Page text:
In 2018, will Bitcoin turn out to be another pets.com-style overhype, an Amazon.com surprise or just what it is: the beginning of a new type of digital currency going through its ups and downs?
As an investment, many academics urge caution, as some projections say that Bitcoin could reach a price of $20,000 or more in 2018. It is clear that the price of Bitcoin skyrocketed in 2017, but it is far from certain what will happen to the currency next year.
Early this week, Bitcoin was selling for well over $11,000. There are those who predict the price of Bitcoin will continue to increase next year. “I don’t think it is going to stop any time soon,” Ronnie Moas, founder of Standpoint Research, told ThinkAdvisor.
He recently predicted that the target price of Bitcoin is $20,000 for 2018 – and it “could go higher,” he said. “It would not shock me to see it hit $100,000 next year.”
Moreover, if the Securities and Exchange Commission approved an exchange-traded fund for Bitcoin, “there would be a stampede,” Moas said. “There wouldn’t be any Bitcoin availability.”
“I could see money coming out of the stock market and people doing this on their own,” Moas added.
Recently, the U.S. commodity Futures Trading Commission approved Bitcoin futures trading on the Chicago Mercantile Exchange. “It was like a stamp of approval,” Moas said.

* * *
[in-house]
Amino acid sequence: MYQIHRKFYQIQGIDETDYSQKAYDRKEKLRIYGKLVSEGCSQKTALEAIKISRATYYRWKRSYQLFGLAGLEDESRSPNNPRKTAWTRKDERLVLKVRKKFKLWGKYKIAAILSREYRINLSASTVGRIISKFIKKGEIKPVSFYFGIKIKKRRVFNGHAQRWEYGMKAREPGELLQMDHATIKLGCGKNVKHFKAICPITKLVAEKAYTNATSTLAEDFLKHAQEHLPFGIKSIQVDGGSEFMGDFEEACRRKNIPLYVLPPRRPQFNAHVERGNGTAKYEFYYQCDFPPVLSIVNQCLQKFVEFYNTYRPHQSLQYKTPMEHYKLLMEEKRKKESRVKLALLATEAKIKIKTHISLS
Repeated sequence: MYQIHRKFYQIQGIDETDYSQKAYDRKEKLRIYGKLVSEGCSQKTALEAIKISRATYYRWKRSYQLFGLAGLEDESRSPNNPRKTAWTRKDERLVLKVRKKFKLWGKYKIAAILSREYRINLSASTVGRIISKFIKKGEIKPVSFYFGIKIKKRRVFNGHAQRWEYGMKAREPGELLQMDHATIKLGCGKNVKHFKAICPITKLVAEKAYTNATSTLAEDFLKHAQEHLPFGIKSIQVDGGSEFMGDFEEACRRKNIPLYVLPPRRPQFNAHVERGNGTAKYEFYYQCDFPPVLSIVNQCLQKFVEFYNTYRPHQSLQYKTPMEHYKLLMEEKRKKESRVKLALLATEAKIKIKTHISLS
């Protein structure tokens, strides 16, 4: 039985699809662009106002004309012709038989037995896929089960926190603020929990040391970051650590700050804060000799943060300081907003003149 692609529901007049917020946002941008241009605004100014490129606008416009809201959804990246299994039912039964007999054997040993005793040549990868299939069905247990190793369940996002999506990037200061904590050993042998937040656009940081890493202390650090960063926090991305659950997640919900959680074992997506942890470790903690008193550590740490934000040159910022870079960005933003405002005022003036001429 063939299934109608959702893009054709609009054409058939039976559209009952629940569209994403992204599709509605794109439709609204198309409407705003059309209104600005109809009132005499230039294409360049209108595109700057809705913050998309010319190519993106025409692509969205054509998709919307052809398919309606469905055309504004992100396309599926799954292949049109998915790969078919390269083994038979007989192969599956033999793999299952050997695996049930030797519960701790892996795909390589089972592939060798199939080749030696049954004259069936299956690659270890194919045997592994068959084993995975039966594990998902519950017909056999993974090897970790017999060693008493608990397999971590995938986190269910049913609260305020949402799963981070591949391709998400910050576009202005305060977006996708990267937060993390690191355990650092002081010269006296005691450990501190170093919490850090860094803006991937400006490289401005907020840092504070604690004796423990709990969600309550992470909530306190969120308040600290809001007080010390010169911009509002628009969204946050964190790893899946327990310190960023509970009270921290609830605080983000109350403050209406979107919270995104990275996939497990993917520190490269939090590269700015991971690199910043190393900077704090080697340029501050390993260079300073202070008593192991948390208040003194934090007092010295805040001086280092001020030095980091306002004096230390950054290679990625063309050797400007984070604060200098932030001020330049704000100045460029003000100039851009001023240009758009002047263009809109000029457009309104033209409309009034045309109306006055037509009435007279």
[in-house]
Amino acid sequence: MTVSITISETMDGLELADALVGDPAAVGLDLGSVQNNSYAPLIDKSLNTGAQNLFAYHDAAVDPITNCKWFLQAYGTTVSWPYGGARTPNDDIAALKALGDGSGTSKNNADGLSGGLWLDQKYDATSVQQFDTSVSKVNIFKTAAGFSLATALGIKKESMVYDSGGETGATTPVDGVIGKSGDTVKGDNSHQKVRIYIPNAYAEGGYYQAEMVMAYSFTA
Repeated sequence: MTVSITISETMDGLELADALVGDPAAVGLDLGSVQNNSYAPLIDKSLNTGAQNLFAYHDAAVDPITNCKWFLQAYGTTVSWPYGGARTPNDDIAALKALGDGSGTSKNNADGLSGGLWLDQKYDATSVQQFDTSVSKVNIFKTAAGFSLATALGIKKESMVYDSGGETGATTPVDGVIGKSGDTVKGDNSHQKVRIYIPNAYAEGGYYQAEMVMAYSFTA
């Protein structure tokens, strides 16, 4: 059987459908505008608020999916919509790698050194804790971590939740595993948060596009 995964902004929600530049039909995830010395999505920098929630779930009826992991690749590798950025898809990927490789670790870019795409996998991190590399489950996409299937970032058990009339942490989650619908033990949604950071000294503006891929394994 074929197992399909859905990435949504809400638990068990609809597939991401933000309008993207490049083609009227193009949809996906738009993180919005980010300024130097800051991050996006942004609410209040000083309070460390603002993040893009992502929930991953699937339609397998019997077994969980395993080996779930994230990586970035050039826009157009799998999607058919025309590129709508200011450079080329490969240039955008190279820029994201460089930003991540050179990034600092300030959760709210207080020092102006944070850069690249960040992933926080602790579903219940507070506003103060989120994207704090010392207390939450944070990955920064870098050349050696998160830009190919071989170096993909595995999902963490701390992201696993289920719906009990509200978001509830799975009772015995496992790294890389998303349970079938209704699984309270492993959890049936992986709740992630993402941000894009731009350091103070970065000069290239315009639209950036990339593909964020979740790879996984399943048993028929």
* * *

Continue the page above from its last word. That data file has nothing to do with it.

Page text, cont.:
But Moas also cautioned he does not have a “crystal ball” and investors may want to have a diverse portfolio of coins, not just Bitcoin. For instance, another currency, Iota, recently jumped in value.
This interest in Bitcoin is also being seen by many financial advisors whose clients have been asking about investing in the currency.
(Related: Bitcoin Goes Bonkers and So Does Twitter)
“Advisors are being asked about Bitcoins and cryptocurrency today, and this puts advisors in a really tough spot,” Jamie Hopkins, a professor at the American College of Financial Services, said. “The reason it’s a tough spot is that most U.S.-based advisors don’t have a great deal of experience with currency trading and investing. In other countries, currency trading is much more common than in the U.S. As such, advisors are often ill-prepared to discuss the benefits or drawbacks of general currency trading, let alone a digital currency.